FIG. 1 is a highly schematic illustration of the sequence of the method for producing a mold blank 1 from cured foundry mold material having a compressive strength of at least 60 to 80 kg/cm2 after curing. To make the mold blank 1, known basic mold materials (foundry sand, fire clay, corundum or carbon sand) can be used either in the pure state or in any proportion as a mixture. The binders used can be organic compositions such as resins, novolaks or resols or inorganic binders such as water glass with any desired additives and admixtures such as hardeners, acids, mold-release agents and solvents, and so forth. The self-curing foundry mold material is placed in a molding box 2. The molding box 2 is disposed on a pattern plate 3 as the support for the variable pattern set 4 and the pattern for the pouring and feeding system 17.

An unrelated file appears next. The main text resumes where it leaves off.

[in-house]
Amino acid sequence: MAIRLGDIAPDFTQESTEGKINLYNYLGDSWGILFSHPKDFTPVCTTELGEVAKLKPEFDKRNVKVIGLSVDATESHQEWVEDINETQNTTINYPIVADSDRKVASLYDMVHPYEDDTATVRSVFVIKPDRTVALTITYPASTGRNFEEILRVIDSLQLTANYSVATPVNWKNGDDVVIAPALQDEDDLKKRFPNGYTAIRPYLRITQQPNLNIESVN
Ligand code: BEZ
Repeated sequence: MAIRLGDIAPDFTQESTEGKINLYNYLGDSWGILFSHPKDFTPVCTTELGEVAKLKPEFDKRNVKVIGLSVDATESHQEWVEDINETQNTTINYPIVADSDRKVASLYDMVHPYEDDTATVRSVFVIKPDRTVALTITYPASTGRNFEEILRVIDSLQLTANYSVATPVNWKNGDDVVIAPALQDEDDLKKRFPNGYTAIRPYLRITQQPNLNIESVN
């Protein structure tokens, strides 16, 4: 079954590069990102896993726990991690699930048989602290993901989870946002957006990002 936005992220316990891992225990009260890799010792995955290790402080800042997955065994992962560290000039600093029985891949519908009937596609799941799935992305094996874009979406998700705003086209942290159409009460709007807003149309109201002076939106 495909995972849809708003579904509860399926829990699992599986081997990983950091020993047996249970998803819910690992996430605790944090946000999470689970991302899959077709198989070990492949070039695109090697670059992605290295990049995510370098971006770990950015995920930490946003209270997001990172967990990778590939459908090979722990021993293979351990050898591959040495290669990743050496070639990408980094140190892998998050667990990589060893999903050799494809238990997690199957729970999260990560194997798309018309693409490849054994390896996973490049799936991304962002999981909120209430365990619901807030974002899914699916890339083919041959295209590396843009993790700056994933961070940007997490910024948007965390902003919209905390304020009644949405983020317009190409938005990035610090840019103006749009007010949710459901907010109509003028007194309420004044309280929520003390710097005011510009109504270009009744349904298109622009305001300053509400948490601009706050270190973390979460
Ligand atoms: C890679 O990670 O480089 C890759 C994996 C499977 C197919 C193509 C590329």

Molding box 2 consists of four side walls 5, an auxiliary frame 6 and a filling frame 7. Molding box 2, auxiliary frame 6 and filling frame 7 is variably adjustable in the grid. Side walls 5 can consist of plural structurally identical channel sections 8 as shown in FIG. 2. The channel sections 8 are of equal length and comprise bores 9 arranged in a grid. The height of side walls 5 can be variably adjusted by changing the number of channel sections 8. The channel sections 8 are connected to one another at the flanges 11. Channel sections 8 comprise as reinforcing elements cross-struts 12 made of round or flat stock and disposed between the two flanges 11. These are arranged at equal distances from one another and are simultaneously used for the form-fitting connection of handling grippers. Thus, the inner dimensions of molding box 2 can be variably adjusted by means of the grid of bores. The grid density of molding box 2 corresponds to the grid density of variable pattern set 4. Auxiliary frame 6 and filling frame 7 can also be adjusted in the grid. Auxiliary frame 6 is placed on side walls 5 and joined to them via suitable connectors. The basic dimensions and the height of molding box 2 can be adjusted in this way. Placed on auxiliary frame 6, in turn, is filling frame 7. The pattern for the pouring and feeding system 17 is suspendedly attached to crossbars 18 that span filling frame 7 and are secured to auxiliary frame 6. The arrangement of the patterns for the pouring and feeding system 17 can be selected as desired. These patterns terminate at the top edge of auxiliary frame 6. Before molding box 2 is filled, reinforcing elements 16 are inserted at still-vacant locations in auxiliary frame 6 and between side walls 5. These serve to stabilize the mold blank 1 for handling and for absorbing the casting pressures. The reinforcing elements 16 can be steel shapes. Auxiliary frame 6 has corresponding round or elongated openings 19 for this purpose.